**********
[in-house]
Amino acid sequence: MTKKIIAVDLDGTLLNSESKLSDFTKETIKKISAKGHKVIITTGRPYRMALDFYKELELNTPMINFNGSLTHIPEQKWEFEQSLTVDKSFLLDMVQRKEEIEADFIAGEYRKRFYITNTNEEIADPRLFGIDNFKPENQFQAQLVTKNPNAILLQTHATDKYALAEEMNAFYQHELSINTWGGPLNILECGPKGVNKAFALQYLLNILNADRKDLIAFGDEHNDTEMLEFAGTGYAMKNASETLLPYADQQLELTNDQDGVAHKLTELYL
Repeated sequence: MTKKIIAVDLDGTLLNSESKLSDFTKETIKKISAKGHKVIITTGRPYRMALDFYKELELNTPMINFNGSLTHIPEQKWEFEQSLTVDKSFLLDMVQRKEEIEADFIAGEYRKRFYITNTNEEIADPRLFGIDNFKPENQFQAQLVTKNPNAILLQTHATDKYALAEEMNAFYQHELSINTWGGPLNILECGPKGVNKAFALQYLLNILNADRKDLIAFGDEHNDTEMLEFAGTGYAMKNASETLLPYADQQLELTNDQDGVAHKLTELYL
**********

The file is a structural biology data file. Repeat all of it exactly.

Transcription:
[in-house]
Amino acid sequence: MTKKIIAVDLDGTLLNSESKLSDFTKETIKKISAKGHKVIITTGRPYRMALDFYKELELNTPMINFNGSLTHIPEQKWEFEQSLTVDKSFLLDMVQRKEEIEADFIAGEYRKRFYITNTNEEIADPRLFGIDNFKPENQFQAQLVTKNPNAILLQTHATDKYALAEEMNAFYQHELSINTWGGPLNILECGPKGVNKAFALQYLLNILNADRKDLIAFGDEHNDTEMLEFAGTGYAMKNASETLLPYADQQLELTNDQDGVAHKLTELYL
Repeated sequence: MTKKIIAVDLDGTLLNSESKLSDFTKETIKKISAKGHKVIITTGRPYRMALDFYKELELNTPMINFNGSLTHIPEQKWEFEQSLTVDKSFLLDMVQRKEEIEADFIAGEYRKRFYITNTNEEIADPRLFGIDNFKPENQFQAQLVTKNPNAILLQTHATDKYALAEEMNAFYQHELSINTWGGPLNILECGPKGVNKAFALQYLLNILNADRKDLIAFGDEHNDTEMLEFAGTGYAMKNASETLLPYADQQLELTNDQDGVAHKLTELYL